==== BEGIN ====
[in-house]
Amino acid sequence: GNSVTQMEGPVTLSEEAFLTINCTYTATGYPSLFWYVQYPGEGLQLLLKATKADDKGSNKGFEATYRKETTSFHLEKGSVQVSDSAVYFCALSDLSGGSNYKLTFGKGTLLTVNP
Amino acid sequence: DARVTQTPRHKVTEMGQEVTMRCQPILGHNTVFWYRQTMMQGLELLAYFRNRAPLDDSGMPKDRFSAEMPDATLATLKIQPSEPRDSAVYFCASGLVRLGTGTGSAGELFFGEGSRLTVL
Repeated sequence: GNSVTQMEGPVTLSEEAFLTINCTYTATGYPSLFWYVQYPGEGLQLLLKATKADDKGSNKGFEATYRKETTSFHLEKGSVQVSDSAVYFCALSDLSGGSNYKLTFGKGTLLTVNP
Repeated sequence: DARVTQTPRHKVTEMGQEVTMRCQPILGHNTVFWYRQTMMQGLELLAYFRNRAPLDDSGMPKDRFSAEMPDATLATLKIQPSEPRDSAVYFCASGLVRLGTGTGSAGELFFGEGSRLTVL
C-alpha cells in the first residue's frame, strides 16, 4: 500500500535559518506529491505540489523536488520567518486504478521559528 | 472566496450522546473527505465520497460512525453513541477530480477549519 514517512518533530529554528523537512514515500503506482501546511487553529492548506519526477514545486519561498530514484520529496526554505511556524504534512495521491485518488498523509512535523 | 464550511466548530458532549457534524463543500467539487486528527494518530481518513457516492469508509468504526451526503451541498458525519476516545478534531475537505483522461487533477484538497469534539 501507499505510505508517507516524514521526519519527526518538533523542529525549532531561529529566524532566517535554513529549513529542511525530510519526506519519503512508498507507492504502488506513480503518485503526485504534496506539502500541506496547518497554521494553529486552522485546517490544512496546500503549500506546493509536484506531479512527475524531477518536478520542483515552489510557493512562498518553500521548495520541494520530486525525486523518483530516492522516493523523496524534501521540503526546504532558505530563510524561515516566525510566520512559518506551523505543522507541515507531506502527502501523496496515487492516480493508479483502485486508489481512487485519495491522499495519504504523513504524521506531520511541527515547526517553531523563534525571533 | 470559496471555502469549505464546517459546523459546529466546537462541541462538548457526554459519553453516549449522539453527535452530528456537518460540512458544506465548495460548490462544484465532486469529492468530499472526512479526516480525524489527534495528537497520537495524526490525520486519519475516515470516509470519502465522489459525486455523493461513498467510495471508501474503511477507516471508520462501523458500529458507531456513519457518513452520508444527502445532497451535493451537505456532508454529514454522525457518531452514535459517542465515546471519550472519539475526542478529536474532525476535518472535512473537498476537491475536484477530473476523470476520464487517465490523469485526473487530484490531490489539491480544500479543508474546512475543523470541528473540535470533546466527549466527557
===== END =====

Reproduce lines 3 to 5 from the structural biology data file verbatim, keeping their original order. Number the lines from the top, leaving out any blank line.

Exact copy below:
Amino acid sequence: DARVTQTPRHKVTEMGQEVTMRCQPILGHNTVFWYRQTMMQGLELLAYFRNRAPLDDSGMPKDRFSAEMPDATLATLKIQPSEPRDSAVYFCASGLVRLGTGTGSAGELFFGEGSRLTVL
Repeated sequence: GNSVTQMEGPVTLSEEAFLTINCTYTATGYPSLFWYVQYPGEGLQLLLKATKADDKGSNKGFEATYRKETTSFHLEKGSVQVSDSAVYFCALSDLSGGSNYKLTFGKGTLLTVNP
Repeated sequence: DARVTQTPRHKVTEMGQEVTMRCQPILGHNTVFWYRQTMMQGLELLAYFRNRAPLDDSGMPKDRFSAEMPDATLATLKIQPSEPRDSAVYFCASGLVRLGTGTGSAGELFFGEGSRLTVL